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[whitespace] 'Baby Taj' Feathered Friends: Maria Jacobs (the Firebird) and Maximo Califano (Kastchei) star in Dennis Nahat's new take on Stravinsky.

Firebird Rising

Dennis Nahat and Ballet San Jose Silicon Valley remake Stravinsky's 'Firebird'

By Marianne Messina

"ONE LEAP! Two, leap! Three, leap! ... It's off." Artistic director and choreographer Dennis Nahat is calling out "red flash" lighting cues as the Ballet San Jose Silicon Valley dancers run nonstop through his newly choreographed Firebird (set to Igor Stravinsky's famed Firebird Suite). Lighting designer Kenneth Keith sits at Nahat's right, scribbling notes. After months of planning by phone and video tape from his lake Michigan getaway, Keith gets one week to rehearse with the company and even less time to integrate those "best laid plans" with the actual scenic textures, costume colors and theater space. "In Europe you get two weeks," Keith comments. "In America you get two days."

Even the seconds it takes to make that observation are a luxury. "Scrim coming in," Nahat continues, "portcullis in ... blackness." The dancers are not yet dancing in costume, except for those parts of their costumes they need to learn how to dance with—wart hog and alligator head masks and such. Maximo Califano, looking "desirably creepy" (Nahat's description) as the demonic Kastchei, wears his long, billowy black cape. Karen Gabay as the princess Irina wears her thick, blonde thigh-length wig, and stunning Firebird Maria Jacobs wears the fiery bird comb that stretches above her head almost as high as her hands can reach. The bright plume that the Firebird gives Prince Vladimir is particularly reluctant to stay inside Stephane Dalle's loose-fitting practice shirt.

Such are the endless details of a new production. Ever since Diaghilev and Ballet Russe's 1910 version, choreographed by Michel Fokine, the Firebird has been reset by everyone from Balanchine to Béjart, which might make one wonder why Nahat would want to tackle it. "I've seen it a million times, but I've always been dissatisfied," Nahat explains.

His issues stem from the music: "One of the most important musical scores of the 20th century." He adds, "Stravinsky's music tells the story brilliantly, I think, and his imagination has been far superior to what's been on the stage." Nahat believes that Stravinsky scored a thoughtful love story that invariably gets lost. And in Nahat's scenario, the music takes the prince through a personal evolution—not a series of accidents. Accordingly, Nahat has turned the 13 princesses—captured by Kastchei and later to be discovered/rescued by the prince—into 12 maids and one princess. "Usually the prince bows to all of them and says, 'Well, I have my pick here'—it's very chauvinistic." And, according to Nahat, it's not in tune with Stravinsky's score either, always driving him to lament, "Has this production totally missed these notes and what they're crying for?" In Nahat's version, the prince and lone princess are a natural pairing. "[Stravinsky] gives these melodies. And when you hear that moment, when I have the prince and princess look at each other for the first time, there's no other way to go but love." Nahat gets to undo many other things that have sat wrong with him for 30 years, ever since he first decided to reset the Firebird. The characterization of the prince, for example: "He can't be this stumblebum who stumbled into a forest not knowing what he's doing. He walks elegant, he is elegant and he's a prince." (He's also someone a princess can fall in love with.) "And I've created a solo for him that doesn't exist in the ballet anywhere, ever ... a beautiful adagio where he dances with this feather." Held "close to his heart," the feather represents an important life encounter with the Firebird, "this ephemeral object, this bird, this untouchable, ungraspable object."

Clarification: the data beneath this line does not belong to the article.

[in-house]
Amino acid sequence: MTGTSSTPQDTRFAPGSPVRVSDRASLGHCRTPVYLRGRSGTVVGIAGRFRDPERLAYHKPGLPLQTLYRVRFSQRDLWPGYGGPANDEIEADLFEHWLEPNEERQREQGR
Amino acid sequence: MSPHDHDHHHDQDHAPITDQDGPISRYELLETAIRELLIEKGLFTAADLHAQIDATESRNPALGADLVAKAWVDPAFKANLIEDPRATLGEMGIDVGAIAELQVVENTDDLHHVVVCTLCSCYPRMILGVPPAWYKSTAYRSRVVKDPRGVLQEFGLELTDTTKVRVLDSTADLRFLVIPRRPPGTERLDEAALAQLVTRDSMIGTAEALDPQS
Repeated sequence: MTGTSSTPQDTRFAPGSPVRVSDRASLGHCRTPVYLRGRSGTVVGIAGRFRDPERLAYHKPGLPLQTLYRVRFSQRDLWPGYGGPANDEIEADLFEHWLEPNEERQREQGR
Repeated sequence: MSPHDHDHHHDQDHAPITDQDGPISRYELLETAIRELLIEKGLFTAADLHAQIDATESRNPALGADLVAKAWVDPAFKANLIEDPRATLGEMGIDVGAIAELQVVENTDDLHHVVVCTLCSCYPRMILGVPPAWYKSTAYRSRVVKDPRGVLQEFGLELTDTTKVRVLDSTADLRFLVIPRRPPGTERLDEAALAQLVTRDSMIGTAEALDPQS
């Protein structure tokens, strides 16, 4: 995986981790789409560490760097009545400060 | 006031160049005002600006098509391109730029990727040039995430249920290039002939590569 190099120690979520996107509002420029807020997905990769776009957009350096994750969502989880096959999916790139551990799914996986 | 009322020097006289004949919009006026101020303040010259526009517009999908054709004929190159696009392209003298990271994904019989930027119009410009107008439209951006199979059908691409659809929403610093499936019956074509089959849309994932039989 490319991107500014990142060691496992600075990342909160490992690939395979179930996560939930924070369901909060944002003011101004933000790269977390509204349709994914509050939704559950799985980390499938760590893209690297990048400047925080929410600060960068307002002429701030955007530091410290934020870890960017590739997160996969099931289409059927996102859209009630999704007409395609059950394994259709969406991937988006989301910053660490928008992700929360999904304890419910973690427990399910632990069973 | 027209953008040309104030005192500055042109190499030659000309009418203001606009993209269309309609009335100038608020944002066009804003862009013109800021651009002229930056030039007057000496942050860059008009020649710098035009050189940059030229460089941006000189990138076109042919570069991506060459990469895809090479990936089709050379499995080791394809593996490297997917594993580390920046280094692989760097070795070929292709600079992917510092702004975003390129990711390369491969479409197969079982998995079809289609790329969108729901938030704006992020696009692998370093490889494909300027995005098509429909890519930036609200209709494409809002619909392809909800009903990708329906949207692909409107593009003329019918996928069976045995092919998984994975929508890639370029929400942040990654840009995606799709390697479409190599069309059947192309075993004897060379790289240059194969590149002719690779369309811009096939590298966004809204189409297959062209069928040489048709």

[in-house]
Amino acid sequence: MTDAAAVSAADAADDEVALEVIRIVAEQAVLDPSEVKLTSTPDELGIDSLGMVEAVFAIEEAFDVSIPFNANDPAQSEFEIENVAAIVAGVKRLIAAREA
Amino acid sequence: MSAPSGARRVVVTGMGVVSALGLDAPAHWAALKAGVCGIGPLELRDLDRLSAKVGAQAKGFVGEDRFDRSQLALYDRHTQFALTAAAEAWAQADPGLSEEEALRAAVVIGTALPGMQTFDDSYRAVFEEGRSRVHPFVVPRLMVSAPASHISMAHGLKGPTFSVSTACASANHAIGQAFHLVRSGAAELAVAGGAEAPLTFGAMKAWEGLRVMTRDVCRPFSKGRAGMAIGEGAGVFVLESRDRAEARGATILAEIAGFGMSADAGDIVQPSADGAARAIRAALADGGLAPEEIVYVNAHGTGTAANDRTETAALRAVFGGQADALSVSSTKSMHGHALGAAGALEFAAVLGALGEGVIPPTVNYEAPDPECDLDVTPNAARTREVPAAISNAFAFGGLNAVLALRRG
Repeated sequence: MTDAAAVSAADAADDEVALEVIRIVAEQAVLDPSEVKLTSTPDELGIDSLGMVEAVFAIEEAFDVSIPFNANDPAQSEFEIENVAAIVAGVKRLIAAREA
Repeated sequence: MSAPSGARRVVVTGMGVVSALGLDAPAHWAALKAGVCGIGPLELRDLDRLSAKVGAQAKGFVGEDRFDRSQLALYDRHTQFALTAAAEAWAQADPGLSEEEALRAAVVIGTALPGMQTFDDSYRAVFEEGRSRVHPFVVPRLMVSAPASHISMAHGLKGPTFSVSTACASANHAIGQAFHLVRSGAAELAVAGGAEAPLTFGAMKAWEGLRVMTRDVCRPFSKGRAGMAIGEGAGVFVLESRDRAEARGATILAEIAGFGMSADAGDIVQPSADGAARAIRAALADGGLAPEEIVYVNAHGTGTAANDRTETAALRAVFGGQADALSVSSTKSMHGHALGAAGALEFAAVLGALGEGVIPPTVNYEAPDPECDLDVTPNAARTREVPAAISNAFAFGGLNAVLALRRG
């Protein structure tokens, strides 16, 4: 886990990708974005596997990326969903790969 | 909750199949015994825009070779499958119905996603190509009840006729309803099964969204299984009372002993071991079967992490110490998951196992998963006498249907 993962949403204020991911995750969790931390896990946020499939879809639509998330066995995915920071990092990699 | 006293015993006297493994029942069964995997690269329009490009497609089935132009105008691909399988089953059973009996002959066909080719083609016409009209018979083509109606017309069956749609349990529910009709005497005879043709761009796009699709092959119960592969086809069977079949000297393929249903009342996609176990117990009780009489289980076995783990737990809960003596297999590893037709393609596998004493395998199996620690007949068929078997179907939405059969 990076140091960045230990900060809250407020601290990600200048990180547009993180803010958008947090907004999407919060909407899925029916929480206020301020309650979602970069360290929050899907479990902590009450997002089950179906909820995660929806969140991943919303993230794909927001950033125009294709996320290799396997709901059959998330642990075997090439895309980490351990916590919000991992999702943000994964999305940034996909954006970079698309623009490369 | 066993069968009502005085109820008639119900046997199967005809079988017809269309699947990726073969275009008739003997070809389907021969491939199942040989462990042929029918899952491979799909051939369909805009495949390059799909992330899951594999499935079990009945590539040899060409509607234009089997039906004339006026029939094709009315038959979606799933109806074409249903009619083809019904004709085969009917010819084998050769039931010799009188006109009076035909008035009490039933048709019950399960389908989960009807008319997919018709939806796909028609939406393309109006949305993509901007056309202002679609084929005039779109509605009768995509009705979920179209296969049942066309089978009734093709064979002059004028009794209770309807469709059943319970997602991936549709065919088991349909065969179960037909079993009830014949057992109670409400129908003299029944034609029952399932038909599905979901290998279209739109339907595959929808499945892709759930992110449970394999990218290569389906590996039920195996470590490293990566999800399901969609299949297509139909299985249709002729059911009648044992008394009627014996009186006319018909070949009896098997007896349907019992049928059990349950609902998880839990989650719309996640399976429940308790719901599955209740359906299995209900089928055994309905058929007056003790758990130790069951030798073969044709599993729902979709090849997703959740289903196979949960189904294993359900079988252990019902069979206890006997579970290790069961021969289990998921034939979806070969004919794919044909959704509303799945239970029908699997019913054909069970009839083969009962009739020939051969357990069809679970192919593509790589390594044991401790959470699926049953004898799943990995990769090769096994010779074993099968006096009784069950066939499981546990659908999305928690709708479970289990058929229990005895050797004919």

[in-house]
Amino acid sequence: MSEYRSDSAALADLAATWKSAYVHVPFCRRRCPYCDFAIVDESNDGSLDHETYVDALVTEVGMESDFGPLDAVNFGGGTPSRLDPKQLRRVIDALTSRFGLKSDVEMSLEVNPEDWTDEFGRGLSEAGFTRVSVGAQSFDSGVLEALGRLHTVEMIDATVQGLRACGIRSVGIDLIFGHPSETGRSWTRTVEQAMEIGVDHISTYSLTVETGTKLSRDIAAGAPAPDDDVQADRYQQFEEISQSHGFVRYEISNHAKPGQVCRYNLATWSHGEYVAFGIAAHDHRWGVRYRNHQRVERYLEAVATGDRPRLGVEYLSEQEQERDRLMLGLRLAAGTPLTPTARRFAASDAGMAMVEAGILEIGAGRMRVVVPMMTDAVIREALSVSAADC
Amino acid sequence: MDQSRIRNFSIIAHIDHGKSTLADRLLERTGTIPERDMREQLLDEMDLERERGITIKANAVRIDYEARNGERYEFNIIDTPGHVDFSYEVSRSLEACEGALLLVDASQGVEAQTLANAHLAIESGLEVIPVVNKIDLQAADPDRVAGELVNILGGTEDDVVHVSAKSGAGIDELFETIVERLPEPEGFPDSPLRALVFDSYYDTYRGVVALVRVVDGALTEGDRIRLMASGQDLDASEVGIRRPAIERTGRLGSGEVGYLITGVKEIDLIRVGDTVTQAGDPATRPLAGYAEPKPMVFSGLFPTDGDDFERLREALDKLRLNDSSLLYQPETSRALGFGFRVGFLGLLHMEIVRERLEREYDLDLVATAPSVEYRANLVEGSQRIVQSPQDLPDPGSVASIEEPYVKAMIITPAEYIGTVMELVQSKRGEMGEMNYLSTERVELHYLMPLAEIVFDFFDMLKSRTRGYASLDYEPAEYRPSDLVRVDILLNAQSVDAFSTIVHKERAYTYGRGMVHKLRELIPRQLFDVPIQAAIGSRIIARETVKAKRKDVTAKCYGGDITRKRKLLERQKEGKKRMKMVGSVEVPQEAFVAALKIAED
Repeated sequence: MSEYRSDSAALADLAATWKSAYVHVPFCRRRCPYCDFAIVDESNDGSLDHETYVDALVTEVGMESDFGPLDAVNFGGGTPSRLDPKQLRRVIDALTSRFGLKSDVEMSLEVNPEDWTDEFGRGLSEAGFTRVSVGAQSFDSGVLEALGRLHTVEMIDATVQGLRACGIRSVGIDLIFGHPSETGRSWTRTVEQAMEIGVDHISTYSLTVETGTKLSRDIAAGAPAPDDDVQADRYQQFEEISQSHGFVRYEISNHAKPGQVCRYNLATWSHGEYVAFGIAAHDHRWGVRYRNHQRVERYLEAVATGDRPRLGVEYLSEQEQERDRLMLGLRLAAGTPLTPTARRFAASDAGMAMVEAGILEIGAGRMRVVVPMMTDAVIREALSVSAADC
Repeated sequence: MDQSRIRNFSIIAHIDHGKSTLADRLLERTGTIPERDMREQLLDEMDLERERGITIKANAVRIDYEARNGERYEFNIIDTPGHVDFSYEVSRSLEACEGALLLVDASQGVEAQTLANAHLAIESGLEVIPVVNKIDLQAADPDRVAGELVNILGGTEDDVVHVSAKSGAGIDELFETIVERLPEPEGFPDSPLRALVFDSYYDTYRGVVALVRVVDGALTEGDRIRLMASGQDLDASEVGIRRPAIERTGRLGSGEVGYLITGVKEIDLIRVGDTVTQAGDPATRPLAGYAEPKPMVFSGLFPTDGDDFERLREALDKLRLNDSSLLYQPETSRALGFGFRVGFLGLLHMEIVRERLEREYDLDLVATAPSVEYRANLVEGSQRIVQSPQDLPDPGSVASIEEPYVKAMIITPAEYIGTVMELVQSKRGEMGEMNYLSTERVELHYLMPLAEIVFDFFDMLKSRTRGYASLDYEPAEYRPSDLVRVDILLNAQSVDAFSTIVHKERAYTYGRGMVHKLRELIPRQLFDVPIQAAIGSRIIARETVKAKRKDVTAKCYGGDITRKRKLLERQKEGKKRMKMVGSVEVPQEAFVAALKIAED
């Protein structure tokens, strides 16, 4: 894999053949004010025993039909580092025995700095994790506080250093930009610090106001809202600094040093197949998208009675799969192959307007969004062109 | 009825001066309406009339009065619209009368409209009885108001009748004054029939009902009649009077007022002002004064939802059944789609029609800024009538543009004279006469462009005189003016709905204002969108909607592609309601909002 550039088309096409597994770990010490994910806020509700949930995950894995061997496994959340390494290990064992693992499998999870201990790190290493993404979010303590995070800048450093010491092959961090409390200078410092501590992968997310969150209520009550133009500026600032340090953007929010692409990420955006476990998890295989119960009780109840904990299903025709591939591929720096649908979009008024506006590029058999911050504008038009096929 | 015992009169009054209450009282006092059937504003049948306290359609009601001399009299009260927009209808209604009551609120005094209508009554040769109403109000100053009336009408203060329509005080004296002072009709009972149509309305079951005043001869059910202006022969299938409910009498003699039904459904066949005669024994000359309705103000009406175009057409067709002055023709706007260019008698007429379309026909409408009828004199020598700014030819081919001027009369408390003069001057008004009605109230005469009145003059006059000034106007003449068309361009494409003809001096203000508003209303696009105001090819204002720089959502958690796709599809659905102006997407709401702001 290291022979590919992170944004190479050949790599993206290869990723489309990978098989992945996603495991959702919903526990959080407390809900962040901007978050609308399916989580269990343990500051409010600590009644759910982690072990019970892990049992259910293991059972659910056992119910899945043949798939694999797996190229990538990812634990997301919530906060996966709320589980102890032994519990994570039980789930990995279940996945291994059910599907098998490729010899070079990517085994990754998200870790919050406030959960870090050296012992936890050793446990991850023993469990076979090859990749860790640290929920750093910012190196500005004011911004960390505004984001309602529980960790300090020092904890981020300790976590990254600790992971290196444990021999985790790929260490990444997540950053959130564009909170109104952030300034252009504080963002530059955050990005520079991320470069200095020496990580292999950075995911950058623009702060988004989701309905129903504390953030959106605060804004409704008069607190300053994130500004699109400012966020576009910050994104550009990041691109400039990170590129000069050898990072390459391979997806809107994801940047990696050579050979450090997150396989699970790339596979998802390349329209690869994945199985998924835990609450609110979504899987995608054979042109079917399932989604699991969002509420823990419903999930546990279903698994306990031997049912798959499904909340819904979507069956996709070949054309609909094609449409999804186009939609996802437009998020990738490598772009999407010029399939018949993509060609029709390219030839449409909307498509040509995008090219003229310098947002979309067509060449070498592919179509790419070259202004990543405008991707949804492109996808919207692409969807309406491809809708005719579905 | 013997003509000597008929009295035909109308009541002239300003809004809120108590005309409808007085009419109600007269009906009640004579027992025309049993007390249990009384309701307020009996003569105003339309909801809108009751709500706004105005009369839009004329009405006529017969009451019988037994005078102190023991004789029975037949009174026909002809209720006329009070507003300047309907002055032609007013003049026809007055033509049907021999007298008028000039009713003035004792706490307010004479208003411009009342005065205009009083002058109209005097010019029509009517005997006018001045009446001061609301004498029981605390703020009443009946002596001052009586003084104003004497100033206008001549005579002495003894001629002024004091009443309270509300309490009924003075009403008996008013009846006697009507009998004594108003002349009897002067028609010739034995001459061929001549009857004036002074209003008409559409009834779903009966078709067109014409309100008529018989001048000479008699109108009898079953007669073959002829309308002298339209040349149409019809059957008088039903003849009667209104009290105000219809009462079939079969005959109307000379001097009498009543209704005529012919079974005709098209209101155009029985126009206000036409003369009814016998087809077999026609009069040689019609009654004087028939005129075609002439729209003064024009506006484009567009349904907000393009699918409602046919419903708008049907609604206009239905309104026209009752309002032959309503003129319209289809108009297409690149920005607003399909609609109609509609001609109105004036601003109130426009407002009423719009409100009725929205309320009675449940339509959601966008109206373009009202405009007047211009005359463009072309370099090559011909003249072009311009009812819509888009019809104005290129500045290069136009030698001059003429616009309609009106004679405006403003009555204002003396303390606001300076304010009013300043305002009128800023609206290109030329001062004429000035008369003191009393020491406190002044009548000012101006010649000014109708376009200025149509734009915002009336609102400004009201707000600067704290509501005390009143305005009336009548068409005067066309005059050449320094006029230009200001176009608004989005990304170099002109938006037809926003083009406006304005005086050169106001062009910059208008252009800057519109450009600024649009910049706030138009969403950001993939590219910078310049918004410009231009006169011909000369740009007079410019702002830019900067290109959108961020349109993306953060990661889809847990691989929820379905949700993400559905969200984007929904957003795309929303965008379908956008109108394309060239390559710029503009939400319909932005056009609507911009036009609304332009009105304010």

From there, the prince moves on to human love and marriage. In the name of clarity, Nahat's Firebird drops gratuitous tradition and outmoded metaphor—such as magical apples. "They will fall on the floor and roll in the orchestra pit, which destroys the ballet completely," Nahat rolls his eyes. "We get rid of the apples." And also defying tradition, he puts the maids and princess on pointe: "Karen, with those feet," he quips, "I want to see her on pointe!" And he couldn't wait to remake the spell-casting Kastchei. "He's not some old lech with white whiskers and funny hair," Nahat complains. He's "like a vampire. He never dies. He sucks the blood and life out of everybody. That's how he stays alive." When asked why this year, Nahat answers quickly: "The company." He raves about how Gabay, Dalle, Califano and Jacobs couldn't be any more perfect in their roles. If not for sheer quality or for the new choreography, these few nights of the Firebird will be worth catching just to enjoy creepy monsters in eerie lighting, princes turned to stone, birds and princesses in flying cages and all pandemonium breaking loose under the power of a delicate bird.

The Firebirdand Flemming Flindt's Phaedra will be performed by Ballet San Jose Silicon Valley Thursday-Saturday at 8pm and Sunday at 1:30pm at the San Jose Center for the Performing Arts, 255 Almaden Blvd., San Jose. Tickets are $22-$74. (408.288.2800)

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From the October 5-11, 2005 issue of Metro, Silicon Valley's Weekly Newspaper.

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